In Germany, insurance is a big deal. It may be more insurance than you are used to compared to living in other countries, but it will give you the calm feeling of being prepared for any eventuality. From the legally required health insurance, to the more surprising personal liability insurance, we have the guides and recommendations that describe all of them in detail below. Don't be left out; take the time to set it up now and relax in the future.
What you need to know
What are the most important types of insurance to get in Germany?
In Germany, there are two types of insurance which by law are mandatory:
- health insurance
- liability insurance for motor vehicles.
If you are planning to spend more than six months in the country however, you will definitely also want to consider investing in a household/home insurance policy to indemnify any loss or damage of your belongings. You will find the answers to any potential questions you may have regarding these types of insurance below. An extensive section is devoted to the topic of health insurance.
In Germany it is also quite common to get private liability insurance (Haftpflichtversicherung), as this kind of insurance is inexpensive (100 € a year) but offers good coverage. It provides protection for you in case of any kind of accidental negligence that causes an accident or damage to property, like your washing machine leaking water into the floor of your apartment, for example. Any damage claims could potentially be high, so this inexpensive insurance is peace of mind for a modest price.
Why is it mandatory to have health insurance coverage in Germany?
Healthcare is considered to be extremely expensive in Germany, so one of your first priorities should be ensuring that you are covered for any medical eventualities. As of the 1st of January 2009, anyone who resides in Germany is required to possess health insurance coverage from a provider licensed within Germany. As health insurance is mandatory for all employees and students in Germany, you will be unable to start working or studying without it. An important component of any application for a residency permit is proof of health insurance.
Holders of the European Health Insurance Card (EHIC) are entitled to receive medical treatment under the same terms as German citizens. However if they plan to stay in the country longer than a year, it is highly advisable that they sign up for insurance with a local health insurance provider.
What are my options for health insurance in Germany?
Unlike in many other countries, in Germany public and private health insurance system work in parallel:
1. Public health insurance:
This is run by the German government. Most foreigners (and Germans) are obliged to take out public health insurance. Employees, their dependents, students and trainees normally join the public system. Public insurance payments are income-based and will be deducted from your paychecks by an employer, whilst any dependents (spouses or children) you may have will be covered for free. Public insurance is also ideal for those with pre-existing medical conditions, as by law they cannot be denied entry to Germany based on their condition.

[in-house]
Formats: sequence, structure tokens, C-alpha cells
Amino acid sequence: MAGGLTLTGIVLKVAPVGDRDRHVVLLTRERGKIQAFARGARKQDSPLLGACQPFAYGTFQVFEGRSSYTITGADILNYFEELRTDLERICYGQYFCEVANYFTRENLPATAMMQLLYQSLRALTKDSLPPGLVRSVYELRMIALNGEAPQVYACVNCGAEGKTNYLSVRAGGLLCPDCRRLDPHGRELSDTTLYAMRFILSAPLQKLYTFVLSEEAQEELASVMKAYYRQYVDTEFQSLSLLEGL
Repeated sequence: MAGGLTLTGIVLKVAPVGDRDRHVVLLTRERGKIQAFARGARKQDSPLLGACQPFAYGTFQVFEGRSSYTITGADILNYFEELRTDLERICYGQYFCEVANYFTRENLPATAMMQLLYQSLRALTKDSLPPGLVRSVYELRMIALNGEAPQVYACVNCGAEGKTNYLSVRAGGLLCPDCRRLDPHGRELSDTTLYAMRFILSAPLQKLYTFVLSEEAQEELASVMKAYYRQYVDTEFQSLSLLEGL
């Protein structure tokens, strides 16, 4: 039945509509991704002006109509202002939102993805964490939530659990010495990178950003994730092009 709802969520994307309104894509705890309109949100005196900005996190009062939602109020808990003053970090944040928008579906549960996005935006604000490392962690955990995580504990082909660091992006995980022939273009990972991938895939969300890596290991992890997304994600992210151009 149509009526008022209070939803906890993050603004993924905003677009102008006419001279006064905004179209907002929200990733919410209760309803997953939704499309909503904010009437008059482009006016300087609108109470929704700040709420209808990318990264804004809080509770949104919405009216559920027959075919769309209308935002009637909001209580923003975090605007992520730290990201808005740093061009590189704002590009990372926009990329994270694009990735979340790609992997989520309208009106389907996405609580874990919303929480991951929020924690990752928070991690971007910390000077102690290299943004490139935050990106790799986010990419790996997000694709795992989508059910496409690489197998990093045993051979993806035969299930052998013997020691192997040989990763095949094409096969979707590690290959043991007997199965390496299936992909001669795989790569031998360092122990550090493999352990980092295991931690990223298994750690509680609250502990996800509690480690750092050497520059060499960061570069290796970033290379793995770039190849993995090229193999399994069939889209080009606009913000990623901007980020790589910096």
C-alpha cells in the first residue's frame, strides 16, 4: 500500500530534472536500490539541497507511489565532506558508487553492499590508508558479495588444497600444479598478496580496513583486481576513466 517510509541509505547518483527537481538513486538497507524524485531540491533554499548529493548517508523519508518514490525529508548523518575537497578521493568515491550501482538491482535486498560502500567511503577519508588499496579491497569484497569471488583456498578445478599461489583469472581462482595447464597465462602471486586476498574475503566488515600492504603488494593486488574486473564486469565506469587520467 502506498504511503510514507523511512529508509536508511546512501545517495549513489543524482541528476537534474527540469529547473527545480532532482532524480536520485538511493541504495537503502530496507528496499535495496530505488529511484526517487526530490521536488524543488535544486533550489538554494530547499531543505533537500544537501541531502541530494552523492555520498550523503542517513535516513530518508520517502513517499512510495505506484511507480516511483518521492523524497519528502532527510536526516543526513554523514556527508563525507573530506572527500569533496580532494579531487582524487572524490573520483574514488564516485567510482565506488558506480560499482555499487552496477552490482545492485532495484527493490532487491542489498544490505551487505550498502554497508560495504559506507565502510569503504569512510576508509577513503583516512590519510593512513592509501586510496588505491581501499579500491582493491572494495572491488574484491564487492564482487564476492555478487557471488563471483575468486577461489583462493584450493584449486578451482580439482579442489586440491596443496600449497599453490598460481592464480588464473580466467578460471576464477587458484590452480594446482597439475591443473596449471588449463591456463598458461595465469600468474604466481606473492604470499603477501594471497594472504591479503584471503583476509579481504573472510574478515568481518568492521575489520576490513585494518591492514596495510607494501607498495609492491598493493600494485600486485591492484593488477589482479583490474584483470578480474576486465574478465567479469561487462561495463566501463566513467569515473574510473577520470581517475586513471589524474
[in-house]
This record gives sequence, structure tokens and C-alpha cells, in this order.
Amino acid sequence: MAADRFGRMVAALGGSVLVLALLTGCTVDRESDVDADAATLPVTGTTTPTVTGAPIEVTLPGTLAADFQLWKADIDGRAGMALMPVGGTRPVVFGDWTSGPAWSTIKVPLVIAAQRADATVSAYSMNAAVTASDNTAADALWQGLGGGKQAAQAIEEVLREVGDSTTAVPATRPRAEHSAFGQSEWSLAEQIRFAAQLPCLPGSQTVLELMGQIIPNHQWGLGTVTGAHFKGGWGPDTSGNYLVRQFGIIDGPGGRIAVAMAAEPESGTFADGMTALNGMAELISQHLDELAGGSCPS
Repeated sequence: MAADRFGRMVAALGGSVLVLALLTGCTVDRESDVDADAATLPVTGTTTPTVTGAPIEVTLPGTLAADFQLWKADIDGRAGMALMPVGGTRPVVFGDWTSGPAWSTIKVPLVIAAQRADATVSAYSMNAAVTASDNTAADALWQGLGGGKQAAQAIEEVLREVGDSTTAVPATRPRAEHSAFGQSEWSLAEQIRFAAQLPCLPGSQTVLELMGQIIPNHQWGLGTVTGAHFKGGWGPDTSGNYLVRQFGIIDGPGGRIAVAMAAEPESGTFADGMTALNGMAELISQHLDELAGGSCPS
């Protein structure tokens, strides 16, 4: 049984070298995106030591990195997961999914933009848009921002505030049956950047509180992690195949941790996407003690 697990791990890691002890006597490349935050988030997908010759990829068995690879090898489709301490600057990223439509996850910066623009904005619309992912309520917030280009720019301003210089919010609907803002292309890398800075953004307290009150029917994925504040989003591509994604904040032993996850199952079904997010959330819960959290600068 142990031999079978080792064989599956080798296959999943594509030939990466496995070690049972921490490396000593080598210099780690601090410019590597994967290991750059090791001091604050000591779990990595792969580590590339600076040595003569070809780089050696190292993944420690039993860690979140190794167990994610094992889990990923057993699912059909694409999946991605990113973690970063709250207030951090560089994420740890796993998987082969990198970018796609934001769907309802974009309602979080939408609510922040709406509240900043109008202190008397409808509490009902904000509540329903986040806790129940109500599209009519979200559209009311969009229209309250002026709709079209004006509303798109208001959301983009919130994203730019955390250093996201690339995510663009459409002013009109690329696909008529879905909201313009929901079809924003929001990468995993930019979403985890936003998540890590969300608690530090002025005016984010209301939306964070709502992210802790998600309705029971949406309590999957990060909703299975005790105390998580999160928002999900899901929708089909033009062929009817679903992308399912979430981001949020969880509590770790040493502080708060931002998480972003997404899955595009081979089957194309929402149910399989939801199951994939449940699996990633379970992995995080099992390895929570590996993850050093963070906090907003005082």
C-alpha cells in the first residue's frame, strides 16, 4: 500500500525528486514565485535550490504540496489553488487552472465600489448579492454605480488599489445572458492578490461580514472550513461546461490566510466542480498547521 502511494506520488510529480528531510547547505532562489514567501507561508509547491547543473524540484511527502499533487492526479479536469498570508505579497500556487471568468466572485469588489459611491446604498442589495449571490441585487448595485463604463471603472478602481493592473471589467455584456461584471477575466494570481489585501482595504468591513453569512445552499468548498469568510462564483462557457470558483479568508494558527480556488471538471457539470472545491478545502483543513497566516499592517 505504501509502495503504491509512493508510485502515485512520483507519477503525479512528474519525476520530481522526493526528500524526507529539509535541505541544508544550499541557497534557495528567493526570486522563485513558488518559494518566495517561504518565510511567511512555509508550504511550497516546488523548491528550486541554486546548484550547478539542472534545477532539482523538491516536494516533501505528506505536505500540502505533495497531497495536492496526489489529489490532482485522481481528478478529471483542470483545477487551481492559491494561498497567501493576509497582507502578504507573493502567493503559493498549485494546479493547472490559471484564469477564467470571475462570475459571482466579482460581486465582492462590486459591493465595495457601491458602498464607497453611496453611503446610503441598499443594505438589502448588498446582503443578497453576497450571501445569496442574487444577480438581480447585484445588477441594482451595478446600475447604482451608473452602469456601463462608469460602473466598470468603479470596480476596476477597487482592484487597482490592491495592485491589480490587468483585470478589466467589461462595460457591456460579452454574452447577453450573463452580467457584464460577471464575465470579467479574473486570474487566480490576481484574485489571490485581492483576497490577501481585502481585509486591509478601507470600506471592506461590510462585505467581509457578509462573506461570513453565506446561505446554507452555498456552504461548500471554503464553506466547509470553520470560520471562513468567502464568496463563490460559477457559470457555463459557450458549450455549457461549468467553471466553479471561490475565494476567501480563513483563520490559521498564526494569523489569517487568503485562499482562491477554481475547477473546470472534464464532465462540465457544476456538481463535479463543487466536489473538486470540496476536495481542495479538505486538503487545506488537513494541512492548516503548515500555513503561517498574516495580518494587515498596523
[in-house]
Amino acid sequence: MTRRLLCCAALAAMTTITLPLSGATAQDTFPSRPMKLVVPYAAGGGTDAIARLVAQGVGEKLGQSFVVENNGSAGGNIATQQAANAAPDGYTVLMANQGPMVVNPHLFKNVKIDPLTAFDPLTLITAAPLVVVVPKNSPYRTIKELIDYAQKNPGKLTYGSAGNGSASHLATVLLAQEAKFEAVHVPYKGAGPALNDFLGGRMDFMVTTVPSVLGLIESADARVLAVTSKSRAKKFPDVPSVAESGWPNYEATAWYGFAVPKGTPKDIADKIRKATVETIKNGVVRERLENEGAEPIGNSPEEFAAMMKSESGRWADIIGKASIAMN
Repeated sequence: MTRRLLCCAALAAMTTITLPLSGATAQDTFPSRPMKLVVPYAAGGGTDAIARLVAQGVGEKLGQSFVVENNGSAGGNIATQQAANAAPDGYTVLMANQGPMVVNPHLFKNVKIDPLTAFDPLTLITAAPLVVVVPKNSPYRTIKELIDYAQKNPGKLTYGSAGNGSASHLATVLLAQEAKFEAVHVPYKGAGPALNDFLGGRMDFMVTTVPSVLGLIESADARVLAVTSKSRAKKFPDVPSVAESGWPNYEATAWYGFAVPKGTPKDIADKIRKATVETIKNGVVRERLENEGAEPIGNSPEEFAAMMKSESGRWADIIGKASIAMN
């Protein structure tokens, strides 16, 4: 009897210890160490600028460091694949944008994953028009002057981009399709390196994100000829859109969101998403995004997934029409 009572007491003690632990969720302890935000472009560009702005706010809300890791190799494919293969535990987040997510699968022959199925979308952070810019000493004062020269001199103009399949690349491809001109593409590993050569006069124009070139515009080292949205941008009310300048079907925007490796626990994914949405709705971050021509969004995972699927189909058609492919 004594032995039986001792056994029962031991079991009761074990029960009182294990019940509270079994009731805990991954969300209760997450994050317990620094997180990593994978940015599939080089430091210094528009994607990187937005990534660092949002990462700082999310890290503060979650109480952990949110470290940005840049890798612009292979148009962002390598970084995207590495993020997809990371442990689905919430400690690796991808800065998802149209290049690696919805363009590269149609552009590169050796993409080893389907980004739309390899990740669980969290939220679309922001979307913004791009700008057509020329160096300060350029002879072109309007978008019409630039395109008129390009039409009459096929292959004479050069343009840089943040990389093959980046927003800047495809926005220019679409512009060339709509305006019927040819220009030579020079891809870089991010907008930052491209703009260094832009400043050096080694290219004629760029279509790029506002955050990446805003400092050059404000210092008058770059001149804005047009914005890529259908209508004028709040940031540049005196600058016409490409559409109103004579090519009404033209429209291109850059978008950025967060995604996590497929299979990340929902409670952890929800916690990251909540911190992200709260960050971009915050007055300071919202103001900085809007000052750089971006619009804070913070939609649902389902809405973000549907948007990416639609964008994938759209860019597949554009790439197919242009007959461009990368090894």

2. Private health insurance:
This applies only to specific cases. Self-employed / freelancers or government employees usually join the private health system. Private insurance is based on your age and personal risk factors, so if you’re healthy and young this option may be cheaper. Coverage for dependent spouses or children requires additional payment, and those with pre-existing medical conditions may be declined coverage. Overall, private insurance offers a more extensive coverage, but it may not be advantageous to all cases.
Almost everyone is entitled to join the public health insurance scheme, however only few people are allowed to leave this system for private insurance. To find out which insurance scheme is best for you, we recommend that you:
- Find out whether you are eligible to choose between private and public insurance. If you are only allowed to join the public system, it will be irrelevant for you to compare it with private insurance.
- If you are allowed to use private health insurance, we advise you to still assess the advantages and disadvantages of both systems before you make a final decision.
For whom is public health insurance mandatory?
The following groups must be covered by Public Health Insurance (gesetzliche Krankenkasse) in Germany:
- Employees whose regular income exceeds € 450 per month before deductions, and remains below € 4,463 per month. If you are employed and earning up to a gross salary of € 53,330 per year, you must be therefore be insured by a public health insurance company.
- Students attending state and state-approved universities.The current premium for health and nursing care starts at € 78.50 per month for a local student over the age of 23 with no children. International students can benefit from a temporary private insurance plan from around 30 Euro a month in the first 18 months of their stay in Germany.
- People on work experience (internships) or in secondary education.
- Old-age pensioners who have participated in a public health insurance scheme, or have been insured as a family member for the majority of the latter half of their working life.
- Unemployed people who are receiving benefits from the Federal Employment Services (Bundesagentur für Arbeit).
- More information: http://www.bmg.bund.de/krankenversicherung.html.